9. commonweeder says:

    Your slope is so beautiful. In every season. I am a little jealous of the drama of your site. We are on a slope, but not a SLOPE! I suspect your Thanksgiving was joyous. Here at the End of the Road our celebration continues, but with the beginning of my 2nd Blogoversary celebration. Come visit.

    Hi Pat, thanks. The slope behind the main house is something else. Dramatic is a good word for it. Congratulations on your blogaversary, we are quite close in the times we both started blogging. I will visit soon! πŸ™‚

  10. Hi Frances,

    A garden is never finished, is it? I look forward to your next installment and I think your writing first and inserting photos definitely works, although I like your posts the old way too :0)

    So true, Noelle. Thanks for the support about the way this post was put together, I think you are the only one to comment on it. It was just an experiment and definitely needs some tweaking! πŸ™‚

  11. Ruminations on a sloping garden. Now you know I have the same challenge with quite a bit more shade to deal with. Plus I will be looking down the slope. That could change everything. But paths, I must have wide ample structured paths not the current cow trails.

    Thanks Christopher. Slopes R us! I think making your paths wider would be time well spent, even though planting things is so much fun too. Your space might benefit from more zigzagging with places to rest at the directional changes, maybe a cleared and leveled spot for a seat of some kind, even a rock or stump to sit upon. How fun to contemplate what could be! πŸ™‚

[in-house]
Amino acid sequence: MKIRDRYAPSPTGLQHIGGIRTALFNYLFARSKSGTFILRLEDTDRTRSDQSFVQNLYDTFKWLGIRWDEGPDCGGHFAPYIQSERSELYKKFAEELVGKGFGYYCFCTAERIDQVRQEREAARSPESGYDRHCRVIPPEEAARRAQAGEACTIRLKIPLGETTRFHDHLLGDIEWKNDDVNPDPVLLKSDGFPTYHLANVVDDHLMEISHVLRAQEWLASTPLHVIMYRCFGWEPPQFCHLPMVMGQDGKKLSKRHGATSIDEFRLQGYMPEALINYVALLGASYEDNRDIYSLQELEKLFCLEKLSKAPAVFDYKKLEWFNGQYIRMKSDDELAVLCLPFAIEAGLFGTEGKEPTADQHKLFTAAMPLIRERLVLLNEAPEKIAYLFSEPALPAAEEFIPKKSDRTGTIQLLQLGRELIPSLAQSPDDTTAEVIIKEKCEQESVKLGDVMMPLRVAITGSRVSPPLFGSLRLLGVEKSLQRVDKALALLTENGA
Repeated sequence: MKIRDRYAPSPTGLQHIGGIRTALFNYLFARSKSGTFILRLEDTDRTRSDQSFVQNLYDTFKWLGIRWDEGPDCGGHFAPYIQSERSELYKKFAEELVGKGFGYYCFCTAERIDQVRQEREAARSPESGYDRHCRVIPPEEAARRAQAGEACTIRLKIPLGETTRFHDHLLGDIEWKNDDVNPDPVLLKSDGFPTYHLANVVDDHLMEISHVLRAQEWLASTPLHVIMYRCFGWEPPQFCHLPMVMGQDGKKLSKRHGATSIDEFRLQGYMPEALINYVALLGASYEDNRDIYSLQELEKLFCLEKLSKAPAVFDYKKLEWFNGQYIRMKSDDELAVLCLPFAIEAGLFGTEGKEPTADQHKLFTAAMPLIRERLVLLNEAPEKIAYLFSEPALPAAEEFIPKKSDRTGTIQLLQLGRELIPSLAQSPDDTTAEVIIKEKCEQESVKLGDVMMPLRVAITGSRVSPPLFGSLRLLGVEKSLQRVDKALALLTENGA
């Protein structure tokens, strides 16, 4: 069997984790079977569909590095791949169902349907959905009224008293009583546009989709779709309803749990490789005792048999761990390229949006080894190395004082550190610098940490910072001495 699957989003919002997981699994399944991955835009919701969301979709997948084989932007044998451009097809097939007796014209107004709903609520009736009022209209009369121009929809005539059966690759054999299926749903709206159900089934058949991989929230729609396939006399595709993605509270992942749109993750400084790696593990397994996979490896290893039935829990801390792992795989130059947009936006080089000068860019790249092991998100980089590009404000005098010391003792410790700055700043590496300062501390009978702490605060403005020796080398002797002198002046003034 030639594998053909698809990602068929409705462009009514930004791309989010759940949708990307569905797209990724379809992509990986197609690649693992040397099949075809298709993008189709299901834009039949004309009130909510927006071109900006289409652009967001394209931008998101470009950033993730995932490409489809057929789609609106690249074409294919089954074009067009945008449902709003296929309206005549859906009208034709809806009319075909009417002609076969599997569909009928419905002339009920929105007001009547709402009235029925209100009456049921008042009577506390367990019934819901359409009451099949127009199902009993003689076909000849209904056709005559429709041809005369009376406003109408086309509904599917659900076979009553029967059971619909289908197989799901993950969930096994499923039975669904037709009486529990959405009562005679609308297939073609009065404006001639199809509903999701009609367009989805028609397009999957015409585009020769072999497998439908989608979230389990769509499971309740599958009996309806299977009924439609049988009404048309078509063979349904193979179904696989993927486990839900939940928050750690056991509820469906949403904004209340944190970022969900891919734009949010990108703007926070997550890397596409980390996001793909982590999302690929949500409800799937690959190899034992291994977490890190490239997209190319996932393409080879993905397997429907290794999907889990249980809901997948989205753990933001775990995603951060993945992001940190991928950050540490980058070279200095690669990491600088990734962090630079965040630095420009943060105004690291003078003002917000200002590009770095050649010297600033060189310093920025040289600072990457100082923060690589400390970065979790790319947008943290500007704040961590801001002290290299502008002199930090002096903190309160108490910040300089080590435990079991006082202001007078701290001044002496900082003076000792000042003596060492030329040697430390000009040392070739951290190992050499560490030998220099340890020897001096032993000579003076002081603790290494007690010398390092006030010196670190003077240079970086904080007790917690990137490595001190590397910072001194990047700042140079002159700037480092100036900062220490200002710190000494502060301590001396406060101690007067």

12. Deirdre says:

    I live in Seattle. Blessedly mild zone 8 winters, but DAMN, they are grey. I must have winter color or I’ll go mad. I have Acer x conspicuum ‘Pheonix’ with bright red bark, Acer circinatum ‘Pacific Fire’ with duller red bark, Cornus sanquinea ‘MIdwinter Fire’ with bark shading from yellow at the center, through orange, to red at the tips. For flowers I have various Cyclamen, Mahonia x ‘Charity’, and Camellia sasanqua ‘Yuletide’. There are also winter blooming heathers (Erica),and heathers (Calluna) that turn fabulous reds, oranges, and bronzes for winter color. Rhododendron ‘Ebony Pearl’ has interesting twisty red leaves. I have sacrificed some spring and summer color to my need for winter color, but it is worth it. For summer color I can always have pots.

    Hi Deirdre, your garden plantings sound wonderful and full of color. I love those callunas with brilliant winter foliage. The sacrifice of space is well worth it for the winter interest. If you live there the year around, you need to have it be pleasing the year around, IMHO. Spring and summer are easy, fall and winter take much more planning but your selections show you understand that well! πŸ™‚